Big-box retailers like Target (NYSE:TGT) and Wal-Mart (NYSE:WMT) are some of the most affected by the changing retail landscape, highlighted by Amazon's (NASDAQ:AMZN) growing dominance in e-commerce. But there's still value in brick-and-mortar retail stores if companies can figure out how to bring value to customers while augmenting their online purchases. 

Rumors that Target would buy Casper earlier this month were strange for a company that's never been a mattress company. Instead of buying Casper, it led the company's funding round.

When you look at it through the lens of customers moving to online retail and going direct to brands and manufacturers -- like Casper -- the deal could make some sense and be a blueprint for the future. In one move, Target could create a showroom for Casper while also benefiting from the company's online business model. And with some other interesting partnerships starting to pay dividends, we may see Target making an important change in its business model. 

Woman looking at electronics items in a store.

Image source: Getty Images.

Amazon isn't the threat Target needs to worry about

There's no question Amazon is a disruptive force in retail and Target and Wal-Mart need to adapt with more online offerings for customers to compete. But I don't think Amazon is the real threat to the big-box model long-term. 

I wrote earlier this year that brand companies are now finding it easier to launch and thrive in a direct-to-consumer model and retailers who are trying to keep sales in-store are struggling as a result. And for these direct-to-consumer companies, Amazon isn't their path to consumers; they go directly to the source. Think of companies like Dollar Shave Club, Blue Apron, Casper, Harry's, and Bevel, just to name a few. 

Rather than fight the direct-to-consumer trend, Target appears to be embracing it. The company has partnered with Bevel and Harry's in men's grooming, and they appear to be very successful partnerships so far. The brand companies get a foot into retail, expanding their market very quickly, and Target gets new, hip products and sometimes a stake in their potential upside.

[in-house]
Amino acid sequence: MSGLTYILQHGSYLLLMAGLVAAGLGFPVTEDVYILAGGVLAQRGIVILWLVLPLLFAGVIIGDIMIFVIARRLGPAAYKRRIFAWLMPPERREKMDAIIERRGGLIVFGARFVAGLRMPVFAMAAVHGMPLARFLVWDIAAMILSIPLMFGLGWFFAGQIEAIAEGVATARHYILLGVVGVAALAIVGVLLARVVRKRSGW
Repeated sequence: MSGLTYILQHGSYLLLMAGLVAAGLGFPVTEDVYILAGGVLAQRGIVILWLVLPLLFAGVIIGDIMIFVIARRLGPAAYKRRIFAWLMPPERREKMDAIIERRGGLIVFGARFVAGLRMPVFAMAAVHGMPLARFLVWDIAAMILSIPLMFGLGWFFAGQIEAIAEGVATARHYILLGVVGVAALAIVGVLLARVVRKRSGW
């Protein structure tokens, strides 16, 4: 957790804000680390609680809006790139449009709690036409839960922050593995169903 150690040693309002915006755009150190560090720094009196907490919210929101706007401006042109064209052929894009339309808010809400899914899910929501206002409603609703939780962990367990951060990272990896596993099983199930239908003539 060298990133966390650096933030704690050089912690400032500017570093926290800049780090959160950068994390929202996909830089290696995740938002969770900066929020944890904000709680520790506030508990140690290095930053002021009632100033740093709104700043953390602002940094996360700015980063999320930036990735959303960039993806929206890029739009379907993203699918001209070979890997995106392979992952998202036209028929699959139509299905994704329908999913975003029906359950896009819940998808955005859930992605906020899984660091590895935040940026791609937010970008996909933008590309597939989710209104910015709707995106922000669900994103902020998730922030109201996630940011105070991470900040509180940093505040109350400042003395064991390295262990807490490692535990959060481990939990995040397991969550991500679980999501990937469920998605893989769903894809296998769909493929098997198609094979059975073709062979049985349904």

Target has said that it's going to invest more than $7 billion in capital over the next three years and focus its growth efforts on over a dozen exclusive brands. If Target can become the exclusive retailer for both internally owned brands and companies it has a stake in, that could be a great way to leverage the company's retail footprint and still not miss out on the direct-to-consumer and online retail trends. 

Are more Casper-type deals in Target's future? 

Target has had its fair share of challenges adapting to the new world of retail, mainly in making missteps with its own online store (which is still behind the competition). If Target can improve stores to match consumers' shopping needs, partner or buy growing exclusive brands that sell online and can showroom in existing stores, and improve its online shopping experience, it could be a good proposition for customers and investors. 

Target still has a place in the world, whether it's parents urgently needing diapers or those who want to grab some toiletries and a Starbucks coffee on their way to work. And understanding where the company fits as a provider of necessities and a showroom for brands would be a welcome change for the retailer. Whether consumers are shopping in-store or online, Target should just want them buying products it's providing or has a stake in. And buying into brand start-ups may be a great way to leverage the big-box business and finally create a future in a retail world Amazon seems to be dominating more by the day.

This article represents the opinion of the writer, who may disagree with the “official” recommendation position of a Motley Fool premium advisory service. We’re motley! Questioning an investing thesis -- even one of our own -- helps us all think critically about investing and make decisions that help us become smarter, happier, and richer.